• 24mm f/1.8G — US$50 off (US$700 final price). Not a big discount, but I like this lens, indeed I like it enough that I don’t own the f/1.4 version any more. Not a particularly special deal, but deals on the recent fast primes tend to be few and far between, so grab it while you can.
  • 24-70mm f/2.8G — US$100 off (US$1700 final price). This isn’t enough of a discount to motivate me, and it shouldn’t motivate you, either. The new Nikkor E VR version is much better, the Tamron G2 version is a better deal. I just don’t see this as a lens you’d tend to opt for today.
  • 35mm f/1.4G — US$200 off (US$1500 final price). I like the lens just fine, but I’m not a big fan of the focal length. If you are, this is a good price on a very good lens.
  • 35mm f/1.8G DX — US$30 off (US$170 final price). This lens belongs in every DX kit. Every DX kit. It also gets discounted between US$20 and US$40 fairly regularly, so there’s no urgency in picking it up, it’s likely to see future discounts, too.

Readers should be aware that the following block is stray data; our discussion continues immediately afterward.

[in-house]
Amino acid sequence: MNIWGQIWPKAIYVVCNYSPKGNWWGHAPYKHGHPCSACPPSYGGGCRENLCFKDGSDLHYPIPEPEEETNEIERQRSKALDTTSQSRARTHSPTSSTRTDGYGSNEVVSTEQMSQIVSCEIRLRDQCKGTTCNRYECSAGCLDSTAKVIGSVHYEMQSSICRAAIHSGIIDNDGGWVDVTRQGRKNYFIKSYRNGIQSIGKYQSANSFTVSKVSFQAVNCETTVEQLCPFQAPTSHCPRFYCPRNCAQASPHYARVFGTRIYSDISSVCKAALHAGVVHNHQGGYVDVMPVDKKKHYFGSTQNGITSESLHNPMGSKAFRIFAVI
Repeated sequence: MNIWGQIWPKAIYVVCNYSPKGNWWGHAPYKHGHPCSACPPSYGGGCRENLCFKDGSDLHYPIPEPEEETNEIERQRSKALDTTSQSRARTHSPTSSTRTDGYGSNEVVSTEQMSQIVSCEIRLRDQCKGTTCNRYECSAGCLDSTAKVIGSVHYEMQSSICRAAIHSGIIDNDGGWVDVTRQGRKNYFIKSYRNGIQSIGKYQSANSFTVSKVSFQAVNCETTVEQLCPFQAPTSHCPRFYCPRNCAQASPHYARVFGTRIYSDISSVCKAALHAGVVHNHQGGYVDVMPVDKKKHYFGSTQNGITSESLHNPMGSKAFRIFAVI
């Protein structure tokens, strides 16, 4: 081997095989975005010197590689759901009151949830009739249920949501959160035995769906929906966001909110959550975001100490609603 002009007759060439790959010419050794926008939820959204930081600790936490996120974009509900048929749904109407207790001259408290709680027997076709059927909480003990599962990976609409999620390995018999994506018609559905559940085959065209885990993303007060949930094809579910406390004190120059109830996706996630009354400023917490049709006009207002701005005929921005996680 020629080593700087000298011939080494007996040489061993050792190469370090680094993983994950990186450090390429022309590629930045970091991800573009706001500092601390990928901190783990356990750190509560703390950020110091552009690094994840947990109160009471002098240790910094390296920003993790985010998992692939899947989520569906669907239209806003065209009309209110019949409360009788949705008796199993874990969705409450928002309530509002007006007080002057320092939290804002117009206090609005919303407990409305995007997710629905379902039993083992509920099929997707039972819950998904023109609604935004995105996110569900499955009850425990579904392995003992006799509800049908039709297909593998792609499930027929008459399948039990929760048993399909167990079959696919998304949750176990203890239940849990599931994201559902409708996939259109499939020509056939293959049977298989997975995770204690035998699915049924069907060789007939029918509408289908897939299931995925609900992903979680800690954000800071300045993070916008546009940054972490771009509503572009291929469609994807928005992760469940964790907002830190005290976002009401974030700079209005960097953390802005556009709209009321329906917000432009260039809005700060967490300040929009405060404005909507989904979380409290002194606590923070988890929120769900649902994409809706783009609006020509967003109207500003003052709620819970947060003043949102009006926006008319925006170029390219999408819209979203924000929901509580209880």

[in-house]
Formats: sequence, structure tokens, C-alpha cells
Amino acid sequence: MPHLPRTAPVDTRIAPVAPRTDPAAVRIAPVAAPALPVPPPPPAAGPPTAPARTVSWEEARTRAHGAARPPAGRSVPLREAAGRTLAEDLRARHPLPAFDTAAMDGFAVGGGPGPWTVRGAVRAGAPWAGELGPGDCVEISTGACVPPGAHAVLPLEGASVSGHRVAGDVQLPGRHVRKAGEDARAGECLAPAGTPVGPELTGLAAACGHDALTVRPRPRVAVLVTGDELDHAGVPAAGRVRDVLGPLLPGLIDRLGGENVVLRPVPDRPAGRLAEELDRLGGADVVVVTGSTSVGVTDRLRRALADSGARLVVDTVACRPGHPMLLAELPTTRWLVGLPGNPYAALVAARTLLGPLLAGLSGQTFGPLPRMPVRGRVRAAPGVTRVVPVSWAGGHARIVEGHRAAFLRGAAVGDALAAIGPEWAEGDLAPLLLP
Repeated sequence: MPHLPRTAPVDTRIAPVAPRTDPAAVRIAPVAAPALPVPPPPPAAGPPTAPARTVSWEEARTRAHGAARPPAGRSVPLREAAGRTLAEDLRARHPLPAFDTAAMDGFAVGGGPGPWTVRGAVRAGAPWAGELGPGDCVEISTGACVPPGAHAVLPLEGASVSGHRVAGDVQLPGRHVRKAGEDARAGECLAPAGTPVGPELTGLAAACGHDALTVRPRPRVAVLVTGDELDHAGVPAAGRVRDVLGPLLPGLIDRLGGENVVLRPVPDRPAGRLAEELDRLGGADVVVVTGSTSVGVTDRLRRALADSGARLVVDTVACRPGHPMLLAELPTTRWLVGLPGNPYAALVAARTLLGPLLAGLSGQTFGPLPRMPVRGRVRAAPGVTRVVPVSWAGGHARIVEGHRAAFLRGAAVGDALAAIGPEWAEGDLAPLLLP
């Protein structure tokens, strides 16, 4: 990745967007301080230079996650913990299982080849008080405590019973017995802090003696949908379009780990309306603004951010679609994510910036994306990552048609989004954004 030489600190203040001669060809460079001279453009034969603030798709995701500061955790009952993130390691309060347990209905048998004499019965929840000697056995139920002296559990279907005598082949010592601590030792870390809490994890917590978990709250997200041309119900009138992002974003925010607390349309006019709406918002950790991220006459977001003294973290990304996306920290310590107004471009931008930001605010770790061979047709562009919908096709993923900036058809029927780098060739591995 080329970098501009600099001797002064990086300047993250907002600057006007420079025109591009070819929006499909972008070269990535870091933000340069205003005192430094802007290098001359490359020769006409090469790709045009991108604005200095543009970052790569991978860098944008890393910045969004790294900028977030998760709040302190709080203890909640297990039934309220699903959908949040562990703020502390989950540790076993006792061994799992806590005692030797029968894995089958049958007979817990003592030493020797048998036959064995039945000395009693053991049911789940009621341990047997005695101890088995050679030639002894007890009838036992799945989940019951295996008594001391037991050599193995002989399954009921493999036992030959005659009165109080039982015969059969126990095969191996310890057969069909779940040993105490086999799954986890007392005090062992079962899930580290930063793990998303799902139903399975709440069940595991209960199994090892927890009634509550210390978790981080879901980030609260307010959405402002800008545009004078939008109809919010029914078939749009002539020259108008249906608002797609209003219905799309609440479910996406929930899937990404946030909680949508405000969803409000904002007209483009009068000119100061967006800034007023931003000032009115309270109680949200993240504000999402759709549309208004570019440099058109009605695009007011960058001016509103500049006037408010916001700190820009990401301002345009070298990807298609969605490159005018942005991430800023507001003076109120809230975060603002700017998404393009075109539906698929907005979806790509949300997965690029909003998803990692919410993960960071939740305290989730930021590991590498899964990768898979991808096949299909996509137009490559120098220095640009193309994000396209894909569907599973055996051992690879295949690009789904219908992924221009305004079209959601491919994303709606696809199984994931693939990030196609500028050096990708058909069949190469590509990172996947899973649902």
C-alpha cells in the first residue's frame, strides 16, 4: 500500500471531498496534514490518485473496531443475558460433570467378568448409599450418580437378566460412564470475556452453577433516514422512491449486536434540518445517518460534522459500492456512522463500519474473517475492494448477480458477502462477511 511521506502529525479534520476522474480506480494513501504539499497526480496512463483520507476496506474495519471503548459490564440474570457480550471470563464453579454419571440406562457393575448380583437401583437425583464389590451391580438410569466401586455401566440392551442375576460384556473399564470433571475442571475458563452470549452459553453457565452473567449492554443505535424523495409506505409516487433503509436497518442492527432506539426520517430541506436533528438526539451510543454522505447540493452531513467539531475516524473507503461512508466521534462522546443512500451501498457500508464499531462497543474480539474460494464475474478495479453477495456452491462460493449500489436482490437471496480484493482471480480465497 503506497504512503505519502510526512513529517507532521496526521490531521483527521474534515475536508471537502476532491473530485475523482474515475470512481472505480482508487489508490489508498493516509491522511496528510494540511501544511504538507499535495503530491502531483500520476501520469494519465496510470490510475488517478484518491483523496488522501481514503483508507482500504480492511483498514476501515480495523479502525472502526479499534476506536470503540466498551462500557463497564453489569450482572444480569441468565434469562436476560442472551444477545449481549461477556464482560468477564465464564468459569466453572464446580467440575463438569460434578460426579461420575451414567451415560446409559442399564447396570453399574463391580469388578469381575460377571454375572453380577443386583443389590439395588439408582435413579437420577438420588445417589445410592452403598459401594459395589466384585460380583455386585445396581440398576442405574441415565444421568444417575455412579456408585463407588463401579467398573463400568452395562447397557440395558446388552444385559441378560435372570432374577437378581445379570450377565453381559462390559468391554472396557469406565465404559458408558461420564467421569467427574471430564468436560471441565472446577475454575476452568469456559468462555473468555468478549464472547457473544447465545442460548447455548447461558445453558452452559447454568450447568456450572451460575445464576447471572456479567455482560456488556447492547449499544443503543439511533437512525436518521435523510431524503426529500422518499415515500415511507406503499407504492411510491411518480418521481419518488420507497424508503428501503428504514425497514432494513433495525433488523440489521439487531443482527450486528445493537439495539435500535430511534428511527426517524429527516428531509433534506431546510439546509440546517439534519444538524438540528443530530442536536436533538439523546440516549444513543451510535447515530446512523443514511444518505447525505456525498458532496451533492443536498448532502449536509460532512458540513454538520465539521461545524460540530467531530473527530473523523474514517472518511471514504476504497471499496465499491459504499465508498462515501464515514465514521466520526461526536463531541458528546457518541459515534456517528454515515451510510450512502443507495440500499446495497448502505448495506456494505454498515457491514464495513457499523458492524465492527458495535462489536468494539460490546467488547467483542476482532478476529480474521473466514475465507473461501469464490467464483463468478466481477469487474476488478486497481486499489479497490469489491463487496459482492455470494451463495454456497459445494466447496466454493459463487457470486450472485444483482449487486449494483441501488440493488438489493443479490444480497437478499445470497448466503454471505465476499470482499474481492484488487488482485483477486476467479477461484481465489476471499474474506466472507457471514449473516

• 40mm f/2.8G Micro DX — US$30 off (US$300 final price). I really don’t get it. Nikon seems to be stuck in the world of copy stand macro lenses. In practical use in the field, the working distance (subject to front element) is just too small to be useful. These lenses (40mm DX, 55 or 60mm FX) were designed to copy books on a copy stand (e.g. large static object with controlled lighting. How many of you still do that? For shooting flowers at 1:1 you can’t get light into the subject, and 1:1 for insects you’ll chase them away. Not a useful lens, IMHO, and a waste of Nikon’s time and energy.
  • 80-400mm f/4.5-5.6G — US$200 off (US$2100 final price). I’m perplexed by this lens. I’ve seen a large number of copies that can’t focus reliably with live view, other copies with soft 400mm, and still other copies that look really good and focus with live view. Indeed, I just got off a trip where four students were using 80-400mm lenses, and one was terrible, one had live view focus issues, and the other two were okay. This is a lens that, should you buy one, be sure to test it thoroughly while your return capability is still valid. More so than any other lens in Nikon’s current lineup, the 80-400mm is a lens with variable quality issues.